It’s tragic when someone dies.
It’s even more devastating when that death is a suicide.
When that act is committed by a young person, all of that is compounded exponentially.
Leelah Alcorn was a teenager who identified as transgender, who was transgender. Unfortunately, her religious, specifically Christian, family could not accept this. In their horror, they decided that their son who felt he was really a daughter should not accept this either.
That’s the thing about Christianity, if you don’t conform you are condemned. It is seen by Christians to be a righteous act to “save” someone by changing his or her nature to prevent condemnation.
This is how Leelah’s family reacted, by subjecting their child to religious based counseling. All they wound up doing is confirming that this type of therapy does not work. They broke their own child’s mind, and heart, and sense of life. Leelah decided to preserve what was left of herself by prematurely ending her life in order to avert more torture.
Many will judge Leelah for this, but no one has a place to do so. No one really knows for sure that things could have gotten better for her, so no one can say that she should have held on to such an unconfirmed potentiality.
The real regret is that Leelah is not alone. Many young people will suffer the same fate, but with much less awareness. Leelah’s desperate wish was that her death would mean something, and I’m attempting to do my part by sharing my sadness at her loss.
I didn’t know her personally, but I have felt similar pain. I am fortunate to find acceptance for being gay where she did not for being transgender, but I always feared that I wouldn’t either. In some ways, I still don’t have true acceptance, but those of us who are different have to take what we can get, because some of us, like Leelah, don’t get any.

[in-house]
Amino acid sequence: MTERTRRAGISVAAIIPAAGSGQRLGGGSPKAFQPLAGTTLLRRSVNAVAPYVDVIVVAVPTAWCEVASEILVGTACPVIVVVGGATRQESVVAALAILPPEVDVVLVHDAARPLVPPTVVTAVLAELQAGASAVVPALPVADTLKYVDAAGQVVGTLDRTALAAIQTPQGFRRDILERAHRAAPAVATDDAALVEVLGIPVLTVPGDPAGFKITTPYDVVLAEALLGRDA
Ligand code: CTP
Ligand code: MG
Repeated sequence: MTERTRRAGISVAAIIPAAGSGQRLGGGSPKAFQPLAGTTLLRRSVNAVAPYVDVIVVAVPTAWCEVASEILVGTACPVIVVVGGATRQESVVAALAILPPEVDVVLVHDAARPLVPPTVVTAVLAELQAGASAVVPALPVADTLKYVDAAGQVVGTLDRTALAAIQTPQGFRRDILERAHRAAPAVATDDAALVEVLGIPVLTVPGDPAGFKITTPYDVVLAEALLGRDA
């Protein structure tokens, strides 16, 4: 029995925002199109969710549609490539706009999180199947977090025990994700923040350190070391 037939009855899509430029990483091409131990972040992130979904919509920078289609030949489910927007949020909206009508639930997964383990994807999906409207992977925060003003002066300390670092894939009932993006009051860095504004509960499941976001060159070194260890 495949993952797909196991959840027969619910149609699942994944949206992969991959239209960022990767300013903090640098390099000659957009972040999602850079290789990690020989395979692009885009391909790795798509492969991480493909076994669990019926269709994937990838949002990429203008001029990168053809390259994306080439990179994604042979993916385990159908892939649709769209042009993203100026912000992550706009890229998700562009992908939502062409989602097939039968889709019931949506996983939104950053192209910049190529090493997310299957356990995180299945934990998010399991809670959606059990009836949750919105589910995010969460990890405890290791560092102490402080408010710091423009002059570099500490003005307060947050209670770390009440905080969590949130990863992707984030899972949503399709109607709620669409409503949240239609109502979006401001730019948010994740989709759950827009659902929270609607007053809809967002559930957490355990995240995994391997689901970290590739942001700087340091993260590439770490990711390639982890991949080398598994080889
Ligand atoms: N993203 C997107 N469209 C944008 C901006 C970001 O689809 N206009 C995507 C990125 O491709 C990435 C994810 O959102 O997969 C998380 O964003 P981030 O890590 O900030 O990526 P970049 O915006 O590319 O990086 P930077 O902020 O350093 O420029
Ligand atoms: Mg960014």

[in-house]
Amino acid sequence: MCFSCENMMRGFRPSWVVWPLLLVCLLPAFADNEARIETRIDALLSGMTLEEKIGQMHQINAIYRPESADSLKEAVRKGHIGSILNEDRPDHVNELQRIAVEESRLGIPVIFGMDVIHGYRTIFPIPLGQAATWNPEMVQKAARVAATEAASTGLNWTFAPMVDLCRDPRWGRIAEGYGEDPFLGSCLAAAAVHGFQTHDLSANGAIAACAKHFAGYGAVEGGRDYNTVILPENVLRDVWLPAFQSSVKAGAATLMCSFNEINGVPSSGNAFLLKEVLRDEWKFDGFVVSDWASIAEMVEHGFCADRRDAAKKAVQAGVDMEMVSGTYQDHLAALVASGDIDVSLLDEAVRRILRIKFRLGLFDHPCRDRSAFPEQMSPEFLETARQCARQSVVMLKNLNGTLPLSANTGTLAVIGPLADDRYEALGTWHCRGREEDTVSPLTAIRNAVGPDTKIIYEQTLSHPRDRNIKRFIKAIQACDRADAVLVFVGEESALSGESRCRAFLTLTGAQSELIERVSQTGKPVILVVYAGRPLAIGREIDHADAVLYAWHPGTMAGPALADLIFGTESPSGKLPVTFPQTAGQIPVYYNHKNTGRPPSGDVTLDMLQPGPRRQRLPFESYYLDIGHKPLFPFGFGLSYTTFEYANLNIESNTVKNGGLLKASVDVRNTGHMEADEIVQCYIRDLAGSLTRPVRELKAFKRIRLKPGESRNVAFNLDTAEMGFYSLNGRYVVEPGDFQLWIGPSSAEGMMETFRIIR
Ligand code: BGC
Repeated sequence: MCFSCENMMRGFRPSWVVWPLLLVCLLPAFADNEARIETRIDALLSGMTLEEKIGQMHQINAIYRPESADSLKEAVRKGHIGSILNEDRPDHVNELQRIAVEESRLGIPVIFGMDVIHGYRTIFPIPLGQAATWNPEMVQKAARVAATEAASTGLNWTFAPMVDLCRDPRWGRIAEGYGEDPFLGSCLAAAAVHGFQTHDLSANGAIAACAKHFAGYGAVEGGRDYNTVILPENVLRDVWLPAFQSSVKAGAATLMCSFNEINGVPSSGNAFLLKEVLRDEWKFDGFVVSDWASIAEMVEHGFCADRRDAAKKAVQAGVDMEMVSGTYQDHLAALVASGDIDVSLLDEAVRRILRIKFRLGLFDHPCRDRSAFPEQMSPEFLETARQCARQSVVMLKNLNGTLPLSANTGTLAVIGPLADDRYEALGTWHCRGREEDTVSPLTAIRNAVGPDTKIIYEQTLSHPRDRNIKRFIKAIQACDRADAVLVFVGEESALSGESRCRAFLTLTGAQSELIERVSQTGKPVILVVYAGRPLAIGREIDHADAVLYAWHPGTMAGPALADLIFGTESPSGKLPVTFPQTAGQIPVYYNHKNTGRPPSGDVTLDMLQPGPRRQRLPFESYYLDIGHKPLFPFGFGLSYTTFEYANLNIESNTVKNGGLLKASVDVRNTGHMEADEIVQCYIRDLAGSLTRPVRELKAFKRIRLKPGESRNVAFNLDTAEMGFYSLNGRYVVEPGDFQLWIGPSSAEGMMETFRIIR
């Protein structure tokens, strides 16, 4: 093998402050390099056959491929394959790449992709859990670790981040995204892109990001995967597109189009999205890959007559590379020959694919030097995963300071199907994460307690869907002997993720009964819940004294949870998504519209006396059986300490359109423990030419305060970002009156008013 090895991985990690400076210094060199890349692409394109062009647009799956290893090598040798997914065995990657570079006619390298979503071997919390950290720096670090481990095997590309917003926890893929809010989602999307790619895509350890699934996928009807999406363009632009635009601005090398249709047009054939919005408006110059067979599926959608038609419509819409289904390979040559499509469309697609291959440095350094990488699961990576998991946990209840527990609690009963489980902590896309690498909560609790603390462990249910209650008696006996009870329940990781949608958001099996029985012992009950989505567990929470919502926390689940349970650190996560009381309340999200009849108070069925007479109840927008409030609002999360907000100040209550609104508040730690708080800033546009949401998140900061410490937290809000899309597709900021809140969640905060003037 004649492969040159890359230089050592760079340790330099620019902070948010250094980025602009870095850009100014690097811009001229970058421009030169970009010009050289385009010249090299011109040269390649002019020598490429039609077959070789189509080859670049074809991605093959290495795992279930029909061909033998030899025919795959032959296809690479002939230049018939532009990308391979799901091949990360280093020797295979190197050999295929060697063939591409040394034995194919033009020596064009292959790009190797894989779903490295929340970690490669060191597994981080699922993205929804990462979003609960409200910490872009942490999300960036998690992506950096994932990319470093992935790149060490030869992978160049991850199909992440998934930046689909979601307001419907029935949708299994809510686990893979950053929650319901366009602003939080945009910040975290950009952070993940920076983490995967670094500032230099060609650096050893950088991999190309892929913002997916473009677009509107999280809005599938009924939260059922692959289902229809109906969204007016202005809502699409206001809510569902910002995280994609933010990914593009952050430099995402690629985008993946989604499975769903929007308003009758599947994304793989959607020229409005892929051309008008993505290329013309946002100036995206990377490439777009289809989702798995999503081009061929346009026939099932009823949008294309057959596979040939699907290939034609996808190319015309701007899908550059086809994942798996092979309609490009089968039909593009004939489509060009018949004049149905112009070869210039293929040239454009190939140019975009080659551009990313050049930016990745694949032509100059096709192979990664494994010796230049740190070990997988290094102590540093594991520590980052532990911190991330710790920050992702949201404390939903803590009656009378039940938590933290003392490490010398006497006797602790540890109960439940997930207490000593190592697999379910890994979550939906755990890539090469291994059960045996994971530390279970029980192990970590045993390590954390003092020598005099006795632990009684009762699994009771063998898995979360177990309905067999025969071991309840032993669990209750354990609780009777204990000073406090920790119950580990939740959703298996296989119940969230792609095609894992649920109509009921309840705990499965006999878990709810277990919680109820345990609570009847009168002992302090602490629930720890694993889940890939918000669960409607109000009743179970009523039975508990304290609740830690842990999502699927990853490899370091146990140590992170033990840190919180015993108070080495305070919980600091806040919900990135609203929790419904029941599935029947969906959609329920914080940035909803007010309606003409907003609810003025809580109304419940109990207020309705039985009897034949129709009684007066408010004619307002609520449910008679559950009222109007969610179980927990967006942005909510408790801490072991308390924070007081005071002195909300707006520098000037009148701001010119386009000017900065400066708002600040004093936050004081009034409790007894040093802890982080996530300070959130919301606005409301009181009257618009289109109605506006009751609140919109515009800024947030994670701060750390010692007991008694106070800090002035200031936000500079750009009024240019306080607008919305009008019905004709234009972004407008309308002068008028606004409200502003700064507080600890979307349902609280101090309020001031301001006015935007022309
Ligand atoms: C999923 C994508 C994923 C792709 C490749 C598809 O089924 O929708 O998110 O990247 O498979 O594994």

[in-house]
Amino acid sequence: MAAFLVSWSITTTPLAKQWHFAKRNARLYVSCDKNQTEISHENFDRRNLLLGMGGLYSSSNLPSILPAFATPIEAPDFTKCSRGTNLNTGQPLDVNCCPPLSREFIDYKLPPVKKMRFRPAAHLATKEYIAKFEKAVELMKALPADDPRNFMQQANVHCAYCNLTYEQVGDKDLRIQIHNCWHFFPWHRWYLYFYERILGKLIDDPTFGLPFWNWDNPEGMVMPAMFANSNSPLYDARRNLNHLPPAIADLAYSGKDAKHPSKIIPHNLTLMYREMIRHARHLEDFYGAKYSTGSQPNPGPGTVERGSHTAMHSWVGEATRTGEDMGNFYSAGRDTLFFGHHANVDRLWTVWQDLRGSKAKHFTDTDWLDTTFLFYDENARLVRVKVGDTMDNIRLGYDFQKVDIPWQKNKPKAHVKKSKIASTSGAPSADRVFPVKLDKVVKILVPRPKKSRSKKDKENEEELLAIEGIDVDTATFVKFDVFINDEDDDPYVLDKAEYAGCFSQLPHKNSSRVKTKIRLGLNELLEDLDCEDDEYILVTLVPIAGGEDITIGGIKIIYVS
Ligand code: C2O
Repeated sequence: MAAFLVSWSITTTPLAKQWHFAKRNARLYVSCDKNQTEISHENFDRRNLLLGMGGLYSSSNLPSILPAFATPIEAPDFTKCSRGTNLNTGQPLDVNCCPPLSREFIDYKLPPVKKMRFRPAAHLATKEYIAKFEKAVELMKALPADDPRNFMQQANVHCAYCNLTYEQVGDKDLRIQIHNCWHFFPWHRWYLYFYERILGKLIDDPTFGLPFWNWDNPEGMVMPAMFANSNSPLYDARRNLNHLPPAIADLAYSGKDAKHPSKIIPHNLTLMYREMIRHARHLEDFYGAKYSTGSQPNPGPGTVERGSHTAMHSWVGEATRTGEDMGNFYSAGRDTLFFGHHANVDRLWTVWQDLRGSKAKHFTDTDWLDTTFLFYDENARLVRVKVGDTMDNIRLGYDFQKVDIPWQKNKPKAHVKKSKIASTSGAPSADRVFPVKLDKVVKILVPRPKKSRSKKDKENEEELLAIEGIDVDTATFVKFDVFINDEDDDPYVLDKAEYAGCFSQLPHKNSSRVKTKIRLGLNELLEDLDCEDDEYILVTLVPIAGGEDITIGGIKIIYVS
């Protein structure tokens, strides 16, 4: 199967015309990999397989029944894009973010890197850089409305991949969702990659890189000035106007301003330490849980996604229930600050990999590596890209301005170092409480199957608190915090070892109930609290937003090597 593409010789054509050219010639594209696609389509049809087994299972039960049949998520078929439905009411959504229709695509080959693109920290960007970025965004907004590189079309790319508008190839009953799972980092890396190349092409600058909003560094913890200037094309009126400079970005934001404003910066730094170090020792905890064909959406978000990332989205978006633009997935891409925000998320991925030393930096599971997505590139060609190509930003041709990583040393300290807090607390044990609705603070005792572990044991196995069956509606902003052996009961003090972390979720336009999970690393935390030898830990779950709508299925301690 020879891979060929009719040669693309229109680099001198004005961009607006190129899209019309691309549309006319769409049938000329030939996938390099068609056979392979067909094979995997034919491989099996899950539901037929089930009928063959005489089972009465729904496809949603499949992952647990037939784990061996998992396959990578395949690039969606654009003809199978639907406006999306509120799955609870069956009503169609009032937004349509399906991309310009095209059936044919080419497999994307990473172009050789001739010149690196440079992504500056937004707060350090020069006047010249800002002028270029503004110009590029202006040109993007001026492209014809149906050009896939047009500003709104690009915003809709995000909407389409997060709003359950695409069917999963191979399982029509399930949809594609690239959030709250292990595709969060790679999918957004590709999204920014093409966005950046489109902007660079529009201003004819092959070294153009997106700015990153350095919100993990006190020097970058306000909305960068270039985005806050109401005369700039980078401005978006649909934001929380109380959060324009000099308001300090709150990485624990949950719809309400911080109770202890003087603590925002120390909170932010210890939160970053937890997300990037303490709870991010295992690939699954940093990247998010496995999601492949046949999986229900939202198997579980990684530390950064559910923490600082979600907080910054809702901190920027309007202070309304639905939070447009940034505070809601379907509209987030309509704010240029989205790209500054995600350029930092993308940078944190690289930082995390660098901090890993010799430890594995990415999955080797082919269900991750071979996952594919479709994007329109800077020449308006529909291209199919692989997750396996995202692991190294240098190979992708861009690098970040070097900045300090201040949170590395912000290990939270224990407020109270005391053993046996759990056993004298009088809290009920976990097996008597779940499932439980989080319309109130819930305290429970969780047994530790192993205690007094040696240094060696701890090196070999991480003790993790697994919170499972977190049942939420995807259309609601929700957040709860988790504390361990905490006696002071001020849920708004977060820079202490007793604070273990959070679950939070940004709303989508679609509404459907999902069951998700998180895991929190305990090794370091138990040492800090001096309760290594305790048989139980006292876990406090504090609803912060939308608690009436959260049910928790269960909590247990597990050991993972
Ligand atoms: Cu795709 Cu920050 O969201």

I wish to extend with my words through this blog all the sympathy that I can to those like Leelah, living or otherwise, who are transgendered, gay, lesbian, bisexual, queer, or just different in any way that is especially challenging. It does not get better for everyone, as long as people like Leelah’s parents wreak their ignorant havok upon the innocent.
It is true that there are some who have come through the pain to see better days, but that is not a promise made that is always kept by fate. We still have a long way to go, and when we lose friends on the way, we have to remember that we fight for their equality as well as our own.
Image by pixel–speechbubbles on Tumblr.